I was checking out the local yarn shops in town and found these blue, tan, brown, and white beauties. The mystery wool isn’t the softest stuff, but it would make a good durable yarn if spun the right way. The Bearded One liked the colors so I picked up 8 ounces to make him sock yarn. 8 ounces is probably overkill, but 4 certainly wasn’t going to be enough either. Spinning 2 skeins of matching sock yarn seemed like a good challenge for Tour de Fleece so I pulled the fiber when it came time to prep. 

Prepping fiber to spin matching skeins of sock yarn for the Tour de Fleece 2016 challenge.   |   withwool.com

I was rather surprised when I opened up the braids to find finger-sized top instead of the regular bundle. I love spinning pencil roving, which has a similar diameter, so this was pretty awesome. After a little trial and error, I found the color repeat and laid out both braids the same way. The top was dyed in just such a way that I could evenly split it up for 6 plies without breaking the color sequence. Perfect. The repeats aren’t a 100% match, but they’re close enough to work. 

A little digging - thank you, internet - told me that I’ve got Northern Lights Top from Louet. Northern Lights has been on my “spin it” list for a while so this is all a happy coincidence. 

Prepping fiber to spin matching skeins of sock yarn for the Tour de Fleece 2016 challenge.   |   withwool.com

Next came the hard part, storing the top so that I spin it all in the same direction. Don’t want to mess up the colors after all. My plan was to spin a yarn that striped when the colors matched. I’m not trying to make the colors line up perfectly, just make sure that they end up in about the same place. A little blending is A-OK. I pulled my never before used storage bobbins out and wound all the top on them in the same color direction. Then I kept the original braids together by stringing the bobbins on the cables from my interchangeable knitting needles. When it came time to spin, all I had to do was grab a bobbin and get going. 

Prepping fiber to spin matching skeins of sock yarn for the Tour de Fleece 2016 challenge.   |   withwool.com

A photo posted by April Klich (@aprilklich) on

The spinning has been pretty easy and really fast too. When I made sock yarn during Tour de Fleece 2015, each ply took me 3 days to finish. Now I’m knocking them out in a few hours over the course of a day. Woo! Opting for the opposing ply construction again - where 1 ply is spun in the same direction as the plying twist. I finished the plies for the first skein on the 7th, and I’m so close to finishing the last ply today.  

A photo posted by April Klich (@aprilklich) on

There’s one more step before I start plying. I’m rewinding the plies onto storage bobbins for two reasons. One, I don’t have enough bobbins for my wheel to spin 6 different plies at once. Two, I’m hoping that by plying from the same end of the yarn as I started, that the colors will match up better. Let’s see if I’m right. 

Sampling Perendale Wool

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The planets aligned a few weeks ago and I won something through a Twitter giveaway. I never expect to win anything through online contests. Usually, I’ll leave a comment or retreat and promptly forget about the whole thing. So, on the rare occasion I actually win, it’s a nice surprise. The something I won this time was a half pound of Perendale wool fiber from Louet in celebration of their new website.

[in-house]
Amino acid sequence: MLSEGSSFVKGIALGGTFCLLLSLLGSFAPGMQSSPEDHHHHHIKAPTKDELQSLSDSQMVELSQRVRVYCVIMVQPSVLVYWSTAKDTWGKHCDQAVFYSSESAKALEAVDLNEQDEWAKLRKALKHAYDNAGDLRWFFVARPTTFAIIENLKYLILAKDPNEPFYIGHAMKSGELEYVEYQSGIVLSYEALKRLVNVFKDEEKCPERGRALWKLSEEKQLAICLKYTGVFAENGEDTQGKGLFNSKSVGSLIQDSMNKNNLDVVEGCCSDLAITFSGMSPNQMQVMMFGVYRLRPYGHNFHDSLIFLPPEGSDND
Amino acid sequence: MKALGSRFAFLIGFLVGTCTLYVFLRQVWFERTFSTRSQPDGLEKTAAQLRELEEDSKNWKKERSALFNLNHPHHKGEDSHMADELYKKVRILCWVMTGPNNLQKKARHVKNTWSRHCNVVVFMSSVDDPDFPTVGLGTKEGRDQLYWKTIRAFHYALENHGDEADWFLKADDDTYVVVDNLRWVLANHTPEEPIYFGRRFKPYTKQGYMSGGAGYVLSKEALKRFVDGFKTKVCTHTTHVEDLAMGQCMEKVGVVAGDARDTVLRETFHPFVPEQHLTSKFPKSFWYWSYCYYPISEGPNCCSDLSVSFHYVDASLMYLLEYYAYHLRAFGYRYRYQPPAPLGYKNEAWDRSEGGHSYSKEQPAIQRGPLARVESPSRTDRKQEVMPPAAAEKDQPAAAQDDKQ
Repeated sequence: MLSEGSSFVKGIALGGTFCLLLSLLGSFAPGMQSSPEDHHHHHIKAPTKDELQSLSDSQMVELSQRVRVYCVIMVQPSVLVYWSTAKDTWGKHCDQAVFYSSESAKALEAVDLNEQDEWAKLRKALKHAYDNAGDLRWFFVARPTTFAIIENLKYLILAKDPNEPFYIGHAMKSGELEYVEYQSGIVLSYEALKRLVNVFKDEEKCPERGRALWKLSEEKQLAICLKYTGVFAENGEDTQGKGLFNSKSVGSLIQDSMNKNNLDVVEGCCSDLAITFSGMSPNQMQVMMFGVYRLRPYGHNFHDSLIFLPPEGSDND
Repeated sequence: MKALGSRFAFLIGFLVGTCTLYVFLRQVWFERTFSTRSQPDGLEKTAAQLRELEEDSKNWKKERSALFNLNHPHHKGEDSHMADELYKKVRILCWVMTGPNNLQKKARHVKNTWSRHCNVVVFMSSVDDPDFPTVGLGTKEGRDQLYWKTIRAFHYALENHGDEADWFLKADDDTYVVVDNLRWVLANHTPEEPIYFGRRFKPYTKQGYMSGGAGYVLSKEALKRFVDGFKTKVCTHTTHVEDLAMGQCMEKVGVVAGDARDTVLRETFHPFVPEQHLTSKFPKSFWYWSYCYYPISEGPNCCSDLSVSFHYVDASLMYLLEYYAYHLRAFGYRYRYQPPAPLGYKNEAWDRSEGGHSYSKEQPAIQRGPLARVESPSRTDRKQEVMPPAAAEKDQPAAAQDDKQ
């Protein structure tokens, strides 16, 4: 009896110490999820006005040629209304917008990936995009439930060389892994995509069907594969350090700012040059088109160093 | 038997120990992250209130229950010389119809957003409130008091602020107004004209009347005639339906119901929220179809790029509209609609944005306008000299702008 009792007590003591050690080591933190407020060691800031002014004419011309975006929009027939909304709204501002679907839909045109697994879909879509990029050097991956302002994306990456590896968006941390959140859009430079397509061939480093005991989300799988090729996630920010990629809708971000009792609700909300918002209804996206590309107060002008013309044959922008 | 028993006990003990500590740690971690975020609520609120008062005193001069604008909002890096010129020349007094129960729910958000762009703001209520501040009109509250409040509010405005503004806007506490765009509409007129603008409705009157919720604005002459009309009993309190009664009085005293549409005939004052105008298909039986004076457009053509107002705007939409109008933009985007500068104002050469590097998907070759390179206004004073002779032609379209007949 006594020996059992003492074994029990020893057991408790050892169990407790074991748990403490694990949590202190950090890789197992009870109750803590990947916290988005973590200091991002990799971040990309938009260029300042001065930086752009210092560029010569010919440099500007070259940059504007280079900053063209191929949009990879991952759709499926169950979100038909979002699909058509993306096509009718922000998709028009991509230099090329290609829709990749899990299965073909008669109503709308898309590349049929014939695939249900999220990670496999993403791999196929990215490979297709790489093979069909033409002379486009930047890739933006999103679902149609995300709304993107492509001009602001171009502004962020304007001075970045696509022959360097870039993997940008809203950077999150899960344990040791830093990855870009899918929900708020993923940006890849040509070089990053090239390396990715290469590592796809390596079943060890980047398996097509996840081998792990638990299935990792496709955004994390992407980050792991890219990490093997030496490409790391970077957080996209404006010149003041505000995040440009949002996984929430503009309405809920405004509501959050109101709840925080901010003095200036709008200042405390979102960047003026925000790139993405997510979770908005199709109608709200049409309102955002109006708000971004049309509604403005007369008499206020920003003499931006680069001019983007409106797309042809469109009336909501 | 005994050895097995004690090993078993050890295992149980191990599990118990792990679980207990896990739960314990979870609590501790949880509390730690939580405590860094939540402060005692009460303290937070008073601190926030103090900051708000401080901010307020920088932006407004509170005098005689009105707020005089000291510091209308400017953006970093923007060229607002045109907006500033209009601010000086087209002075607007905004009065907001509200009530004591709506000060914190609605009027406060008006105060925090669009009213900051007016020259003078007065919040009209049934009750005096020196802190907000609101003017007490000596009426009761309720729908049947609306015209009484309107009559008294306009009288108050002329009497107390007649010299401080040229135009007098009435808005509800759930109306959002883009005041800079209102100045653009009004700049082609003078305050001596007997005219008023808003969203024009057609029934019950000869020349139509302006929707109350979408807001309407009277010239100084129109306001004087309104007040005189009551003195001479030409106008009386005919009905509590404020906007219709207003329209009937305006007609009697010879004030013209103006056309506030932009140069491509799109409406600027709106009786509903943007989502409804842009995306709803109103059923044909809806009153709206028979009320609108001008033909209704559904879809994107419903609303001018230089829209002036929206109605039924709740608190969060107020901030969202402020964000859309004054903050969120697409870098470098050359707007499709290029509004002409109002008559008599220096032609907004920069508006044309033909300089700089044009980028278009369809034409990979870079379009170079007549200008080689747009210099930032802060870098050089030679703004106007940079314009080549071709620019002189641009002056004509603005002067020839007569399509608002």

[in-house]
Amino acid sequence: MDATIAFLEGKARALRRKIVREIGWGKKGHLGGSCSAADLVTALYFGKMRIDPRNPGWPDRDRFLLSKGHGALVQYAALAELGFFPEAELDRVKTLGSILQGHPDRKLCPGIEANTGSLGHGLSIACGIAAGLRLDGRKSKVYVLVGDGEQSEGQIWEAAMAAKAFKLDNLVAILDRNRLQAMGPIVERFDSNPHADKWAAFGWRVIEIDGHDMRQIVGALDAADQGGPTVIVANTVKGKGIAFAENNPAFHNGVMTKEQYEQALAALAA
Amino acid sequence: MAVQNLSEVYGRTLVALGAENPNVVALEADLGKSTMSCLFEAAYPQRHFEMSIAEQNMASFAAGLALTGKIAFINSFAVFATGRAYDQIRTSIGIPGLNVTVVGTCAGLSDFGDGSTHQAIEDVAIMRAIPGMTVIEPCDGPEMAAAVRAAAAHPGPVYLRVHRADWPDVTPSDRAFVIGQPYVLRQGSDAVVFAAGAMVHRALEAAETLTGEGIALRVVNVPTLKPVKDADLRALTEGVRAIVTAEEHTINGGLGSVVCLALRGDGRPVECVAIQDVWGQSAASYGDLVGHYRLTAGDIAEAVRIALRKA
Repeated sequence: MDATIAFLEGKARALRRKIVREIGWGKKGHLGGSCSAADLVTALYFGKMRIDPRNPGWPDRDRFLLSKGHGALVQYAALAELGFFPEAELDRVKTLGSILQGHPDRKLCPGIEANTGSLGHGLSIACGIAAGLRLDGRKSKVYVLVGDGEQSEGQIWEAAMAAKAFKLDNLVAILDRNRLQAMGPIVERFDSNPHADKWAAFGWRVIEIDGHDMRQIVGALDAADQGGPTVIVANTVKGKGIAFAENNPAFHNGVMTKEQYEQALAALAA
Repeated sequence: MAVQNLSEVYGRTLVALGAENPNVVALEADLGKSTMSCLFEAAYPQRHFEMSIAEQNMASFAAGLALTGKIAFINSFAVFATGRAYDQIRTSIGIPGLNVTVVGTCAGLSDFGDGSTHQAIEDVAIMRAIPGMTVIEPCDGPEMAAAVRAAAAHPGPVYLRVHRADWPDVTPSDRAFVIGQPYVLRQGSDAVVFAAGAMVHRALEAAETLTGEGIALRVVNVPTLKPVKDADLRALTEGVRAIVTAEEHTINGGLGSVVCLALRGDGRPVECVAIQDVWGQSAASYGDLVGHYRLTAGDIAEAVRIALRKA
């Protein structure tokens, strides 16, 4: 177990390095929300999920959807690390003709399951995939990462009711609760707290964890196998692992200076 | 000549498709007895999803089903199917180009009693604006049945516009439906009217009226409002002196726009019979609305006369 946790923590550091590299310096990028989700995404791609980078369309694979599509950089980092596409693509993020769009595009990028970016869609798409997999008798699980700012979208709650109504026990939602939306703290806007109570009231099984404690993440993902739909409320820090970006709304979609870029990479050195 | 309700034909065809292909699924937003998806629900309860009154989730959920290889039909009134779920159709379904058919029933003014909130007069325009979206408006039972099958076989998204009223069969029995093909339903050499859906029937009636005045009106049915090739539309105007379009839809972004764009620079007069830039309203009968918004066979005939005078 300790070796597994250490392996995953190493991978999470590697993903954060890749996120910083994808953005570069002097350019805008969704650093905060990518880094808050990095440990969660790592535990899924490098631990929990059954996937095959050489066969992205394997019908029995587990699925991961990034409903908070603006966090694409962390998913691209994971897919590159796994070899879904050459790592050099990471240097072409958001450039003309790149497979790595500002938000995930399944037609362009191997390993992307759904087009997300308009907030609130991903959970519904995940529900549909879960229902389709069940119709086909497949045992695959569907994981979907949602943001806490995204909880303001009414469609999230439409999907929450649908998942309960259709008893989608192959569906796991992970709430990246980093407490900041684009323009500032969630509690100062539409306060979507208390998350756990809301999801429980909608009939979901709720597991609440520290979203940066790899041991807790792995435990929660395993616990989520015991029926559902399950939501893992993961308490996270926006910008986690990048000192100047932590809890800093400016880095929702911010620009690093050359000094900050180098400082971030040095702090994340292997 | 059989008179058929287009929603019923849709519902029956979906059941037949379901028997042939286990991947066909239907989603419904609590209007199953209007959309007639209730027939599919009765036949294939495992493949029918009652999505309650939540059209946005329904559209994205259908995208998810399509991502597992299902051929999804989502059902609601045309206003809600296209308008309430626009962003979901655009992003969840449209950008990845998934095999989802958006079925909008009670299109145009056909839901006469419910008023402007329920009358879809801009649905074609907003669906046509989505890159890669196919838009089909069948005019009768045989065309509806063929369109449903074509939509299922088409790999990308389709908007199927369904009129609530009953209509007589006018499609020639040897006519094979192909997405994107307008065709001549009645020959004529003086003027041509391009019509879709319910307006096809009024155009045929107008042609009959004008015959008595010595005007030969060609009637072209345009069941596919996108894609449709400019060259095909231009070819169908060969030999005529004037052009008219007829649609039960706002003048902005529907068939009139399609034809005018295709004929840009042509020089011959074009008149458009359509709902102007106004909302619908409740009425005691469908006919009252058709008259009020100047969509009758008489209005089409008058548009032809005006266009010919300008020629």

The fluffy bundle arrived last week and I pulled off a little bit to sample since I’ve never spun Perendale. The top is think, fluffy, and definitely smells of sheep. The scent isn’t overwhelming but noticeable compared to a more processed fiber. There’s a few bits of vegetable matter but, on the whole, the top is very clean. While the Perendale isn’t Merino soft, it isn’t scratchy either. It’d make a good pair of mitts or a hat.

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On a folded up piece of paper was information about the farm and location where the lovely sheep who grew the wool live. It’s a nice touch and I’m glad to know a bit more about where the wool came from. Info about the staple length, color, and style was included as well. 

Knowing the staple length, 3-5”, made it much easier start spinning up a sample single. Drafting was a lot easier too once I reminded myself to keep my hands further apart. Overall, Perendale is pretty easy to spin and I’m looking forward to plying the single. As for the remainder of the 8 oz, well, I have a grand plan. There’s a spinning wheel in my not-too-distant future and I’m going to use the Perendale to learn how to use it.

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Recently...

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Over the past 2 weeks or so, I've been spending a fair amount of time with my new spindle, a 3" and 2.2 oz Schacht Hi-Lo. It's so much better than my old spindle and I'm really enjoying it. So far, my forays into spinning have included lots of youtube videos and two awesome books: Spinning in the Old Way by Priscilla Gibson-Roberts and Respect the Spindle by Abby Franquemont. Both cover spindle spinning and, while there is a bit of overlap, come at the subject from very different directions. I've been reading and referring to both of them a lot in the past few weeks and they've been very helpful.

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In Respect the Spindle, one of the tips, when trying to learn how to use a spindle, is to spend 15-30 minutes a day spinning. I've managed to stick with it pretty well and, at this point, I've spun about 140 yards. Most of it has been thick and thin singles which I'm totally in love with and completely in awe of. It's hard for me to believe that I made this awesome, mostly cushy stuff.  It's even usable and I've been racking my brain trying to come up with a way to use it. Especially that brown skein. It's 54 yards of awesome.

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All this this practice spinning seems to working. My hands are better at drafting the fiber and my singles are much more consistent. I'm even moving beyond "park and draft" if only for a few seconds at a time. I can't wait to see how this will progress over the next 2 weeks.